Optimal reservoir management using adaptive reduced-order models
Author(s)Alghareeb, Zeid M
Massachusetts Institute of Technology. Department of Civil and Environmental Engineering.
John R. Williams.
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Reservoir management and decision-making is often cast as an optimization problem where we seek to maximize the field's potential recovery while minimizing associated operational costs. Two reservoir management aspects are considered here, new well placement and production controls. Reservoir simulators are at the heart of this process as they aid in identifying best field development plans. The computational cost associated with managing realistic reservoirs is however substantial due to the significant number of unknowns evaluated by the simulator as well as the number of simulations required to achieve an optimal plan-it involves hundreds to thousands of reservoir simulation runs. Reduced-order models (ROM) are considered powerful techniques to address computational challenges associated with reservoir management decision-making. In this sense, they represent perfect alternatives that trade off accuracy for speed in a controllable manner. In this work, we focus on developing model-order reduction techniques that entail the use of proper orthogonal decomposition (POD), truncated balanced realization (TBR) and discrete empirical interpolation (DEIM) to accurately reproduce the full-order model (FOM) input/output behavior. POD allows for a concise representation of the FOM in terms of relatively few variables while TBR improves the overall stability and accuracy. DEIM improves the shortcomings of POD and TBR in the case of nonlinear PDEs, i.e., saturation equation, by retaining nonlinearities in lower dimensional space. Example cases demonstrate ROMs ability to reduce the computational costs by 0(100) while providing close overall agreement to FOM for instances with significant difference in boundary conditions (well placements and controls). ROMs are potentially perfect alternatives to FOMs in reservoir management intensive studies such as field development and optimization. However, ROMs presented in this thesis and the overall physics-based ROMs have the tendency to perform well within a restricted zone. This zone is generally dictated by the training simulations (with a specific set of boundary conditions) used to build the ROM. Therefore, special care is considered when implementing these training runs. To mitigate the heuristic process of implementing training runs (multiple boundary conditions training runs), we apply a trust-region approach that provides an adaptive framework to systemically retrain and update ROMs utilizing new solutions (flow) characteristics revealed during the course of the optimization run. The adaptive framework for determining the optimal well placements entails the development of a hybrid optimization algorithm, MCSMADS, that combines positive features of both local and global optimization methods. Typical FOM is used in conjunction with MCS to globally search the optimization surface while ROMs are used in conjunction with MADS to further improve the solution quality with minimum increase in computational costs. Well production controls are optimized sequentially via gradient-based trust-region approach. ROMs in this approach replace the FOM to find optimal solutions within a trust-region (subset of the optimization space). At the end of each trust-region optimization, the accuracy of the obtained solution is assessed and the ROM is updated. Both approaches are capable of handling nonlinear constraints. They are treated using a filter-based technique. The developed framework for adaptive ROMs is applied to two realistic field examples. The first example considers maximizing net present value (NPV) through sequentially optimizing well placements and controls while the second example considers maximizing recovery through minimizing Lorenz coefficient. Nonlinear constraints including well-to-well distance and field production limits are imposed in both examples. For all cases considered, the hybrid approach for well placement based on MCS-MADS was able to constantly provide better solution quality (up to 22% increase in NPV) when compared to standalone MCS with only 3% increase in computational costs. The incorporation of ROMs for well controls was shown to reduce computational cost by 96% with only 1% difference in solution quality when compared to FOM.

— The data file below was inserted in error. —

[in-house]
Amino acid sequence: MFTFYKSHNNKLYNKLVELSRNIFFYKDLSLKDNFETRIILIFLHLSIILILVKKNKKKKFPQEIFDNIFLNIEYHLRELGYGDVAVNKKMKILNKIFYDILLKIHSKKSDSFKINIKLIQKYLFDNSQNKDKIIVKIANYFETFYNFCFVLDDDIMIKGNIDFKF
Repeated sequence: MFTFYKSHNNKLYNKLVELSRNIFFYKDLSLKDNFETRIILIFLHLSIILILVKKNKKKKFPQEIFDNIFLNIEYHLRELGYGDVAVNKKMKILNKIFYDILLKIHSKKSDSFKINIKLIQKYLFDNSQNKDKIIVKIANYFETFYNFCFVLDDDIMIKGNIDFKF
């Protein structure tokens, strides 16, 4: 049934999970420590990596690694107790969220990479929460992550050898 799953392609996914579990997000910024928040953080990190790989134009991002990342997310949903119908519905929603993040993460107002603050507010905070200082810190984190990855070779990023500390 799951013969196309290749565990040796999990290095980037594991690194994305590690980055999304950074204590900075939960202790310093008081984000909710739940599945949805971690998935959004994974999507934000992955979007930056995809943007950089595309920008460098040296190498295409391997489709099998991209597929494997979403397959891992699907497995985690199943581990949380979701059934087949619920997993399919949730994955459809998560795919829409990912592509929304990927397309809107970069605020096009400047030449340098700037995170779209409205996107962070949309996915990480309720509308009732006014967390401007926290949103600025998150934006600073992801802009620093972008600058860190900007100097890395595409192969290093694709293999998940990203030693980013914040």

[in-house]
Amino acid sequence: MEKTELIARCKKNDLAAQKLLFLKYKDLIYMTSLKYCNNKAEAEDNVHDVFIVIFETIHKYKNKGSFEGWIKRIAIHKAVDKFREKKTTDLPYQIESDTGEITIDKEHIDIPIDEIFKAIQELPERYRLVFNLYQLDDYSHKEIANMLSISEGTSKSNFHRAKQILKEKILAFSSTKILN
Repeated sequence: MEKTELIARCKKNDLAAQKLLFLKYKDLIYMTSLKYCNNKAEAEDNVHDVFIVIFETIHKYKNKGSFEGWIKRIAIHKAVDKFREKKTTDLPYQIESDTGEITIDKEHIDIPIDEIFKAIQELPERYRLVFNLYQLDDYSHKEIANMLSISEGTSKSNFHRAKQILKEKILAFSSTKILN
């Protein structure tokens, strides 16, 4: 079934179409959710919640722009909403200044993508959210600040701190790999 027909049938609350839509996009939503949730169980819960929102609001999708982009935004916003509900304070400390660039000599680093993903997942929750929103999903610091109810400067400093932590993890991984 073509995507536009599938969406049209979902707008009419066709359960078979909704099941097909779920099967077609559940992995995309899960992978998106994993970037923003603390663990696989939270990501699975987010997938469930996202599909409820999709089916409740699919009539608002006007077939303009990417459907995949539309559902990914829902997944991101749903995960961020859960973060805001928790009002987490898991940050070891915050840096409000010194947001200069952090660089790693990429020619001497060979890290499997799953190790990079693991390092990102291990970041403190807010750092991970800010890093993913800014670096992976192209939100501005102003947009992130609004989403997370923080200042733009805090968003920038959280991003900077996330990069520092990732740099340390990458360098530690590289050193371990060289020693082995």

Thesis: Ph. D. in Computational Science for Energy Resources Engineering, Massachusetts Institute of Technology, Department of Civil and Environmental Engineering, 2015.Cataloged from PDF version of thesis.Includes bibliographical references (pages 221-231).
DepartmentMassachusetts Institute of Technology. Department of Civil and Environmental Engineering.
Massachusetts Institute of Technology
Civil and Environmental Engineering.